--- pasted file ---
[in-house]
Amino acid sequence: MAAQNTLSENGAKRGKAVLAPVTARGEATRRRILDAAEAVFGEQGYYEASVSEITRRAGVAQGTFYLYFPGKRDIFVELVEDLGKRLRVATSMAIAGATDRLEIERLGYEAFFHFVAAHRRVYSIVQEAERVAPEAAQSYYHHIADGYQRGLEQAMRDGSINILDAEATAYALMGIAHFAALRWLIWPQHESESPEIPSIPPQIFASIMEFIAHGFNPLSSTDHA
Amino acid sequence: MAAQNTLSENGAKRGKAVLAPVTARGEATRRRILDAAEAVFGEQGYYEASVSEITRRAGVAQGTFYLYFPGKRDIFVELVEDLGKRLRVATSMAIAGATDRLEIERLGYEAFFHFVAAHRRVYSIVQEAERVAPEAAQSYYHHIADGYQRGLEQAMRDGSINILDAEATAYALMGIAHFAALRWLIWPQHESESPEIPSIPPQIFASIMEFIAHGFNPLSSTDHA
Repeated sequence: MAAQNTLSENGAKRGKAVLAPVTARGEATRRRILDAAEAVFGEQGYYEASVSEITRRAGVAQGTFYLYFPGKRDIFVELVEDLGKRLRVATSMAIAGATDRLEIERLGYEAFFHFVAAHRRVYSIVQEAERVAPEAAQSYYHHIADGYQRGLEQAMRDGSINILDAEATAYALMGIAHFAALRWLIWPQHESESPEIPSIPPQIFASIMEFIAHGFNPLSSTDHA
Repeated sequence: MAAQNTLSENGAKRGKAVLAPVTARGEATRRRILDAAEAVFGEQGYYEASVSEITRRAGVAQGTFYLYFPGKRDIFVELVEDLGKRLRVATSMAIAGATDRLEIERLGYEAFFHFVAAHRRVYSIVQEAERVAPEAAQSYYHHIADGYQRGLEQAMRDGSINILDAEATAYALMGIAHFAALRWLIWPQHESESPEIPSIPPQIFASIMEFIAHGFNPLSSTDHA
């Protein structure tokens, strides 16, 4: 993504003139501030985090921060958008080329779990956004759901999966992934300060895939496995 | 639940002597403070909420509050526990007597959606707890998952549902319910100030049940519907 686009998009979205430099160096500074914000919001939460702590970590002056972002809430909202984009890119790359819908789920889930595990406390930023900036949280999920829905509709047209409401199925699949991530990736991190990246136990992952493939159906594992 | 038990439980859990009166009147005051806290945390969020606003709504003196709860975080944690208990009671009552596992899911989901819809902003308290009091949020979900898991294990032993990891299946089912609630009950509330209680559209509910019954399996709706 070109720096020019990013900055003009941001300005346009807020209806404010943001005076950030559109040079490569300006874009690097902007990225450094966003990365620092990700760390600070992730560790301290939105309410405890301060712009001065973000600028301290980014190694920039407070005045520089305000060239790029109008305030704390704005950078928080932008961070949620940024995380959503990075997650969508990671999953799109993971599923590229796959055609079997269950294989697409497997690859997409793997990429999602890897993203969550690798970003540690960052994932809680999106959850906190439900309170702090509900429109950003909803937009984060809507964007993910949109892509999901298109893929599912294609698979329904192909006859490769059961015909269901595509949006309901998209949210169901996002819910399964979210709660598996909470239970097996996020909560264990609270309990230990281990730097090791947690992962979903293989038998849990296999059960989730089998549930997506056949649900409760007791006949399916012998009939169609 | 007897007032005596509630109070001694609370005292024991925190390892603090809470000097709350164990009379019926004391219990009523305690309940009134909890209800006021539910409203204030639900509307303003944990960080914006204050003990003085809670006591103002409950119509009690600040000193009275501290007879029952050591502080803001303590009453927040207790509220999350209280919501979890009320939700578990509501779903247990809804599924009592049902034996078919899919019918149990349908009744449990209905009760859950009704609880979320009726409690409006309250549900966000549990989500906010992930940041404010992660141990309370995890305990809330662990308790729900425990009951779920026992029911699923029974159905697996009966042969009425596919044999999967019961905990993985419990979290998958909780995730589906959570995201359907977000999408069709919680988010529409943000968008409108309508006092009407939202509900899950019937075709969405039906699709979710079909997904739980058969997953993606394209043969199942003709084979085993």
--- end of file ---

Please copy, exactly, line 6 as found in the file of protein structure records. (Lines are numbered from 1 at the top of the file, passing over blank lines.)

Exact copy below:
């Protein structure tokens, strides 16, 4: 993504003139501030985090921060958008080329779990956004759901999966992934300060895939496995 | 639940002597403070909420509050526990007597959606707890998952549902319910100030049940519907 686009998009979205430099160096500074914000919001939460702590970590002056972002809430909202984009890119790359819908789920889930595990406390930023900036949280999920829905509709047209409401199925699949991530990736991190990246136990992952493939159906594992 | 038990439980859990009166009147005051806290945390969020606003709504003196709860975080944690208990009671009552596992899911989901819809902003308290009091949020979900898991294990032993990891299946089912609630009950509330209680559209509910019954399996709706 070109720096020019990013900055003009941001300005346009807020209806404010943001005076950030559109040079490569300006874009690097902007990225450094966003990365620092990700760390600070992730560790301290939105309410405890301060712009001065973000600028301290980014190694920039407070005045520089305000060239790029109008305030704390704005950078928080932008961070949620940024995380959503990075997650969508990671999953799109993971599923590229796959055609079997269950294989697409497997690859997409793997990429999602890897993203969550690798970003540690960052994932809680999106959850906190439900309170702090509900429109950003909803937009984060809507964007993910949109892509999901298109893929599912294609698979329904192909006859490769059961015909269901595509949006309901998209949210169901996002819910399964979210709660598996909470239970097996996020909560264990609270309990230990281990730097090791947690992962979903293989038998849990296999059960989730089998549930997506056949649900409760007791006949399916012998009939169609 | 007897007032005596509630109070001694609370005292024991925190390892603090809470000097709350164990009379019926004391219990009523305690309940009134909890209800006021539910409203204030639900509307303003944990960080914006204050003990003085809670006591103002409950119509009690600040000193009275501290007879029952050591502080803001303590009453927040207790509220999350209280919501979890009320939700578990509501779903247990809804599924009592049902034996078919899919019918149990349908009744449990209905009760859950009704609880979320009726409690409006309250549900966000549990989500906010992930940041404010992660141990309370995890305990809330662990308790729900425990009951779920026992029911699923029974159905697996009966042969009425596919044999999967019961905990993985419990979290998958909780995730589906959570995201359907977000999408069709919680988010529409943000968008409108309508006092009407939202509900899950019937075709969405039906699709979710079909997904739980058969997953993606394209043969199942003709084979085993």